Batwoman A Mad Tea Party
The CW

“I’m gonna ask you again, Kate: is Alice worth it?”

For weeks now, Kate has gone back-and-forth with Alice, trying to reach the person she once was before circumstance tore their family apart. Though this type of storyline, when used sparingly, can put the protagonist in a bind—how to weigh their own love for someone despite the obvious evils that someone has committed—one can only go to that well a few times before it hits that quotient of melodrama overload. As the mid-season finale (not counting the upcoming Crisis on Infinite Earths crossover), “A Mad Tea-Party” addresses that issues and forces Kate Kane to finally see that, for all she hopes and wishes, her sister Beth is long gone, and Alice is here to stay.

Somewhat lost in the shuffle of the narrative flow is what was, hands down, the best action sequences of the series to date. The choreography to Batwoman taking on Alice’s gang was a mix of sensible, brutal, and smooth.  (Photo: Katie Yu/The CW — © 2019 The CW Network, LLC. All Rights Reserved)

Things start off with the same uneven and questionable narrative that has plagued the series thus far. Evidently Mouse’s impersonation of Jacob Kane happened before the Wonderland Gang kidnapped him. It calls into question a few things, such as, how was Mouse able to gain access the Crows HQ with such ease; surely such a high-profile security agency would have measures in place to prevent such a thing, right?

Still, Alice’s entire plan seems to be innocent enough—embarrass Catherine and Jacob at the Humanitarian Gala but it quickly takes a darker turn when she poisons Catherine and Mary in order to pull a sincere apology from Catherine’s dying lips. If that isn’t bad enough, Alice forces the mother and daughter duo to choose which one lives as she provides them with enough antidote for only one of them.

It’s no surprise when Catherine sacrifices herself for Mary whose earlier callout of Kate’s hypocrisy as it relates to Alice becomes even more pronounced after such an evil act. If anything, it pulls the wool from Kate’s eyes and she finally understands that Beth is gone and in her place is a sick and twisted nightmare of a woman who just so happened, once upon a time, to have been her sister.

Network shows, particularly those in the genre vein, tend to stumble about during their freshmen seasons. Batwoman is no different. It started off decent enough but, for the last few weeks (and for much of “A Mad Tea-Party”) it careened into the guardrails after hitting some bumps along the way. With a string of questionable direction for certain characters to an uneven narrative strung together by nonsensical actions, Batwoman desperately needed to narrow its focus and give the titular character a more defined sense of direction.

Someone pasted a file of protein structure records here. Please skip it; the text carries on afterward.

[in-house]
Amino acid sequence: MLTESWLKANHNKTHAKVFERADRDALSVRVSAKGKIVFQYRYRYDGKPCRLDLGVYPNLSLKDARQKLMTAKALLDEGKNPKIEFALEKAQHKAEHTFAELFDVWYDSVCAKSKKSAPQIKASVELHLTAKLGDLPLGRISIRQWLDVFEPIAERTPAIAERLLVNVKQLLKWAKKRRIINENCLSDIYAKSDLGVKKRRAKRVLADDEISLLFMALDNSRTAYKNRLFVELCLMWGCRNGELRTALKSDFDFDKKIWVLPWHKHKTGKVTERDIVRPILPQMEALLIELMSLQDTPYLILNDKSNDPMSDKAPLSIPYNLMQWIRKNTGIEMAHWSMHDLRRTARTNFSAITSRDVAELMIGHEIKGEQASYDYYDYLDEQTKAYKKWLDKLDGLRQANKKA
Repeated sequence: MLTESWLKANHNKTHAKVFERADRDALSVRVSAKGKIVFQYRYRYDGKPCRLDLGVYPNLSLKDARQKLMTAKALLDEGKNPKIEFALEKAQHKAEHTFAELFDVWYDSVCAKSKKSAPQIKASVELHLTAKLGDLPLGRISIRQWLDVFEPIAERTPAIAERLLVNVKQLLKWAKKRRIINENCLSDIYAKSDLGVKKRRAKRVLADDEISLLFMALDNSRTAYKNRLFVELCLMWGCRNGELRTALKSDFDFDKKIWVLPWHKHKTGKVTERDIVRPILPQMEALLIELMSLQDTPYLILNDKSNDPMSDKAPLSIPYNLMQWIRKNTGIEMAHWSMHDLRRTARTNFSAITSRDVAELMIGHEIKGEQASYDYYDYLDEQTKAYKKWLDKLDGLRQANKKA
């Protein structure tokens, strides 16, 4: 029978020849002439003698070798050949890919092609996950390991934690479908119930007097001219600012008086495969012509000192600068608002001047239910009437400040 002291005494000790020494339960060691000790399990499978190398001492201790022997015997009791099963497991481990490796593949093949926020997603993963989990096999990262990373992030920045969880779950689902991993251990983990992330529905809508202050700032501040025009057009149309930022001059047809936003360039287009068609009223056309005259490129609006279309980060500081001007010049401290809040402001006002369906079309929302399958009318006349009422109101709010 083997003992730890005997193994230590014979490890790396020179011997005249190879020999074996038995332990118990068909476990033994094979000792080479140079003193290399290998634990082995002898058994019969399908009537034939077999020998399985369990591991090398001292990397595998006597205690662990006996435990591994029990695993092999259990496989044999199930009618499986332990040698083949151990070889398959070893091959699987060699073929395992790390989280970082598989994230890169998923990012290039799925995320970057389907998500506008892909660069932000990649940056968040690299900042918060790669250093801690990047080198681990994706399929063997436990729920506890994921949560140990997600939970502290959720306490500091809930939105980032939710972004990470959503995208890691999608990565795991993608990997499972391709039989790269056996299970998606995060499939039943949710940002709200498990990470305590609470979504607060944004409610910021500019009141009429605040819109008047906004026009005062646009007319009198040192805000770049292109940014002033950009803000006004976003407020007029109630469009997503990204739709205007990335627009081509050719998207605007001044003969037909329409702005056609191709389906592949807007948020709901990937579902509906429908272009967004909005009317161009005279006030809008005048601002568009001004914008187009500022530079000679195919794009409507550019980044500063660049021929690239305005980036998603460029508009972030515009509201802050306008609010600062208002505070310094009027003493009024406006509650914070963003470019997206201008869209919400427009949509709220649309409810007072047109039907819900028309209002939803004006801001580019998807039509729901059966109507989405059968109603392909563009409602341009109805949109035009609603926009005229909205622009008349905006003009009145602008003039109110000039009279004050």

Though much of “A Mad Tea-Party” is stained by the same types of uneven storytelling as the first two months of the series, the last ten minutes may have saved the season from becoming nothing more than a forgettable title of what could have been. Instead, it created a strong and heartfelt pain for the Kane family while erasing any real hope of a sisterly reunion as Alice has taken that final step over the line, ensuring that she will be the villain of this story. It’s the impetus Kate needed to take the next step towards becoming the hero of Gotham that her cousin Bruce once was.


From the Journal of Kate Kane

  • The more attention they give the Sophie/Kate/Tyler love-triangle, the more obvious that it just doesn’t work. Though Ruby Rose has proven she can hold her own in every sense of the word—the pain she displayed when realizing that Alice is beyond saving may have been her best scene yet—and Greyston Holt is serviceable enough. Unfortunately, Meagan Tandy continues to be the weak link. I can’t call her a bad actress as there have been glimpses of what she can do but too often it seems as if she’s rushing through the emotional notes required for her scenes. It doesn’t help her either that the material on this front is sorely lacking but, as an actor, one must make the best of what one is given and for Tandy, it’s just not working. Maybe now that she’s alone—Tyler’s decision for them to separate until Sophie works through her emotional turmoil—and,if the writers do a better job of beefing up her material, maybe Tandy will be able to explore Sophie in a way that will make her a more appealing character.
  • It was so satisfying how Mary called out Kate’s hypocrisy regarding Alice. One of the bigger fails of the series thus far is Kate’s lack of guilt regarding the people injured or killed because she’s refused to take Alice down. This is not on Rose, rather the showrunners forgetting that Kane’s entire reason for donning the Batsuit is to help the city of Gotham and while the stumbles she’s taken along the way add a bit of credibility to her being a hero for the first time, she still needs to give voice to the consequences of her actions.
  • And, of course, we can’t end things without talking about that post-credits scene, with Nash Wells being drawn into the Monitor’s hidden chamber. The preceding conversation where the voice from the chamber bids Nash to “submit and begin your life anew” raises all sorts of questions as to Nash’s past but also the promises the voice offers. Out of all the crossovers they’ve done, Crisis on Infinite Earths truly has an MCU movie type feel to it.